Other Open Access
Matteo Azzi; Lisa Krieg; Gabriele Colombo; Moritz Berning; Giorgio Uboldi; Louis Dijkstra; Natalia Sanchez-Querubin; Aleksi Hupli
Establishing and stabilizing knowledge of psychedelics and designer drugs on Wikipedia
Wikipedia has developed into a source of knowledge in recent years that challenges traditional encyclopediae. It was founded in 2001, and contains today more than 40 million articles in almost 300 languages. The platform is based on the principle of open knowledge: everyone can read the articles, and everyone can contribute knowledge. In reality, however, most Wikipedia value is produced by dominant groups of editors: 40% of Wikipedia’s content is contributed by roughly 0.1% of the editors (Priedhorsky et al, 2007). At the same time, Wikipedia’s policies push for scientific sources, in order to provide the most reliable knowledge (Jimmy Wales, 2014).
In the ChemicalYouth research group at the University of Amsterdam, we wondered how these trends, the elite of editors, and the formalization of sources in Wikipedia, are expressed in articles about psychoactive and designer drugs. We are interested in drugs which are located at the fringes of the biomedical life sciences, such as Ayahuasca and LSD, and in substances which are newly created by communities of hobby chemists and so-called psychonauts. Information about such substances is often located in grey literature and created through non-experimental research.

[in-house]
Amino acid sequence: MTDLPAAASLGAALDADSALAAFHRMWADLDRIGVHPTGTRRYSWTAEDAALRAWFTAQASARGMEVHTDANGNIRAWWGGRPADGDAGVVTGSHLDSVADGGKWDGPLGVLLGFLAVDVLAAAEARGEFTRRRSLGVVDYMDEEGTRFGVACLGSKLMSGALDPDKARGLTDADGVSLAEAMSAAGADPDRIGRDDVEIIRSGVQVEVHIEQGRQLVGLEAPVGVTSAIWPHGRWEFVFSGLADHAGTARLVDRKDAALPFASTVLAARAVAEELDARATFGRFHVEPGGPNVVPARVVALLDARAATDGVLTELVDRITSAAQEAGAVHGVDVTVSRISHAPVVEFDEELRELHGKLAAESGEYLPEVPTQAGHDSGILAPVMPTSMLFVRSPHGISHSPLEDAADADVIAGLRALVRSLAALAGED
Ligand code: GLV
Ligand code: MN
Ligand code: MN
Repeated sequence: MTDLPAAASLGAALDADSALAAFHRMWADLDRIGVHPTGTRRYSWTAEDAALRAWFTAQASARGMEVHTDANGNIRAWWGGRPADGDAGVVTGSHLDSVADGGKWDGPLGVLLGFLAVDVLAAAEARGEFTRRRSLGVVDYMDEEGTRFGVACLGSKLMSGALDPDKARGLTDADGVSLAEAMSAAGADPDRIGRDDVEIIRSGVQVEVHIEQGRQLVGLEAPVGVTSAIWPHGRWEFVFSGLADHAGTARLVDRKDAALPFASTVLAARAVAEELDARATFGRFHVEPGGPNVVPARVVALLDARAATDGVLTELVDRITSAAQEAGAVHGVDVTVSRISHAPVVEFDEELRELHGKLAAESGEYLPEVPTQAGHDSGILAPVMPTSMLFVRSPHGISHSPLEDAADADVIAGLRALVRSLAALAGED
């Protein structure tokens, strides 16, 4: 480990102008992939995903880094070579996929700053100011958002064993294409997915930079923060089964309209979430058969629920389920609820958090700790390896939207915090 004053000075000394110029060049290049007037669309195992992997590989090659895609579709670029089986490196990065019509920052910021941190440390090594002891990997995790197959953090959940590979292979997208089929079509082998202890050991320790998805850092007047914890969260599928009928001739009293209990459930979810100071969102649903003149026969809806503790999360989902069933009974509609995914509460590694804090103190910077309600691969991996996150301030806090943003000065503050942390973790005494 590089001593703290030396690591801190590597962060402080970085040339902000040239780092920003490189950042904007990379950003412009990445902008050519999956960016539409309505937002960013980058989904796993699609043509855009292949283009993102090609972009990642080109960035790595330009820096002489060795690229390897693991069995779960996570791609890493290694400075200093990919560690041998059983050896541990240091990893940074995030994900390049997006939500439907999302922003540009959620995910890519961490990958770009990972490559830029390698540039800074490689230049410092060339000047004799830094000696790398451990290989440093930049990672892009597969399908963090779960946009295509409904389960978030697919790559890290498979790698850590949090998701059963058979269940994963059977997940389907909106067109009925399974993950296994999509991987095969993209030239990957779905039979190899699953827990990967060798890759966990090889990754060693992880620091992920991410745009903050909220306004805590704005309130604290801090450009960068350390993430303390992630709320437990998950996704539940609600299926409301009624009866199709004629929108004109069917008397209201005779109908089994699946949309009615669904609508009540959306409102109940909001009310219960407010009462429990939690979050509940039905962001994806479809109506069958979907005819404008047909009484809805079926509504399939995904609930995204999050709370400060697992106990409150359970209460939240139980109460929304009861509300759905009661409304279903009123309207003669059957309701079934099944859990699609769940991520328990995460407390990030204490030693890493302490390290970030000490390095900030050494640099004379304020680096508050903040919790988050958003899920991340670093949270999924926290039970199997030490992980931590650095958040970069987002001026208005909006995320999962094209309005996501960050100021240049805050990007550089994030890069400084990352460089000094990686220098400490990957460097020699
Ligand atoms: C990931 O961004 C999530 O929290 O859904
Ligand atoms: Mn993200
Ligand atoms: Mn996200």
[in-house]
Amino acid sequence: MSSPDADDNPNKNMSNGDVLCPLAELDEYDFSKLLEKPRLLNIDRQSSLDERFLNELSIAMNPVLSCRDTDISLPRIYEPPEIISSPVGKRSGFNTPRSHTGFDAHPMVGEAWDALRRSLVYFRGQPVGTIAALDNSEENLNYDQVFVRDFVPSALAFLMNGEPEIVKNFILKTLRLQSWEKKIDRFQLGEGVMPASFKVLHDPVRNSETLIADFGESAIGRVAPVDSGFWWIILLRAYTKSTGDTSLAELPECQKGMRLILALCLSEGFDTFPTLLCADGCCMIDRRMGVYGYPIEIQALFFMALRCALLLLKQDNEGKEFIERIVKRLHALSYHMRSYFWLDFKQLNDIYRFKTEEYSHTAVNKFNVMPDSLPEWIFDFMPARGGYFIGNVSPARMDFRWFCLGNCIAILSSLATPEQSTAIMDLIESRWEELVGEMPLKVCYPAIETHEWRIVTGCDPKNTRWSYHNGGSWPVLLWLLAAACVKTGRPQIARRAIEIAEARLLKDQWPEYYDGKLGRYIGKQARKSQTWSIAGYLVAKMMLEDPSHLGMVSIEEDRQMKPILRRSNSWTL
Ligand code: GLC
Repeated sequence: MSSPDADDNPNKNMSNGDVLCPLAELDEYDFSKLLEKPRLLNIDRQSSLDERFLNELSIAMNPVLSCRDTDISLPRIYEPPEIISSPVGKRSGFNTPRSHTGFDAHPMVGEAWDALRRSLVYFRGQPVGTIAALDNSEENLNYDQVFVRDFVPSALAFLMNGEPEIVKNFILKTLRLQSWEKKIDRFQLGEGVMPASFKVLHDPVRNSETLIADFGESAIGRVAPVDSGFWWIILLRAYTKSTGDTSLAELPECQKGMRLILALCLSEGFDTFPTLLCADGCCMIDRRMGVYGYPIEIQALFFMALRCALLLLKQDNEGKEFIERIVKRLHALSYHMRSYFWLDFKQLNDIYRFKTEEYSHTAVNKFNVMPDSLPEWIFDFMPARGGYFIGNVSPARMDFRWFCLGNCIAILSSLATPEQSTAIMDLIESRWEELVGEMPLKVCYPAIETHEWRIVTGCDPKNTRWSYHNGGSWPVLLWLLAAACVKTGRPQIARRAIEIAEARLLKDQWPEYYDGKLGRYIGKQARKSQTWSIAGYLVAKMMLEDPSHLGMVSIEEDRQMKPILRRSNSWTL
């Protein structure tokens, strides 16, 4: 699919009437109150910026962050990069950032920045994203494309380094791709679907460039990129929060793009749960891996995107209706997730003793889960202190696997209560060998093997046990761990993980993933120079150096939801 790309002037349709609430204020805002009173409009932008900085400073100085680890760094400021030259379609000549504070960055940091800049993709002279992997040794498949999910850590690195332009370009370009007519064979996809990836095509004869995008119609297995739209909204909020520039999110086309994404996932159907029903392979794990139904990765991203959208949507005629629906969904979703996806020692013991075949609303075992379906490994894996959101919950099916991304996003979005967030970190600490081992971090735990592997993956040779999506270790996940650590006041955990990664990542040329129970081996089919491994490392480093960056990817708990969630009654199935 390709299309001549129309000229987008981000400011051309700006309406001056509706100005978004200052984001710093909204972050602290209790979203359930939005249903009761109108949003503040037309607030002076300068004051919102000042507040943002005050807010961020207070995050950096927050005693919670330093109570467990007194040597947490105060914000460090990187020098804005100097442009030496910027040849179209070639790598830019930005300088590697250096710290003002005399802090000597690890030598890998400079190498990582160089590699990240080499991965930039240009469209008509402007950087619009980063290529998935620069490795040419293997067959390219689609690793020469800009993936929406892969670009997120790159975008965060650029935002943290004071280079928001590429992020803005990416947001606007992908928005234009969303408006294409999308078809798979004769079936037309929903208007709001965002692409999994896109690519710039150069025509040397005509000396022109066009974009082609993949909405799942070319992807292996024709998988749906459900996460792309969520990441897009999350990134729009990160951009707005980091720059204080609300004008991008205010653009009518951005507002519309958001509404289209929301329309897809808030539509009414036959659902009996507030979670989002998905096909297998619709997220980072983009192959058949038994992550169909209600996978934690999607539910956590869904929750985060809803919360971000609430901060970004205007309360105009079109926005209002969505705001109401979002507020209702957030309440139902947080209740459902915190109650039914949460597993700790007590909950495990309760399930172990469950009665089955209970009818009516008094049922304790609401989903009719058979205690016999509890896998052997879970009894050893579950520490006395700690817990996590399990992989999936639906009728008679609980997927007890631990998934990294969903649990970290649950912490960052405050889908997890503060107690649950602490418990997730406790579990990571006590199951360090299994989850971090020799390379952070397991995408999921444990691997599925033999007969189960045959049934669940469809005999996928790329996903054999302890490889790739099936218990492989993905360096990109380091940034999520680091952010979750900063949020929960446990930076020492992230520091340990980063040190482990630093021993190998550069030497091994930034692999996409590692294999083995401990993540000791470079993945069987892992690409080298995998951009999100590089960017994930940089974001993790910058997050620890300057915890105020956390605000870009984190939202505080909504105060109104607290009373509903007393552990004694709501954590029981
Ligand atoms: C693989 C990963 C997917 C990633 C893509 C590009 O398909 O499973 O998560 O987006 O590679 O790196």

During a data sprint between 11-15th July 2016, we gathered anthropologists Moritz Berning, Aleksi Hupli, and Lisa Krieg, digital media scholar Natalia Sanchez-Querubin, statistician Louis Dijkstra, and designers Matteo Azzi, Gabriele Colombo, and Giorgio Uboldi in order to explore two questions:
How does knowledge about risks and potential benefits of drugs travel in Wikipedia?
How is knowledge about (new) designer drugs established?
We focused our explorations on two different sets of substances: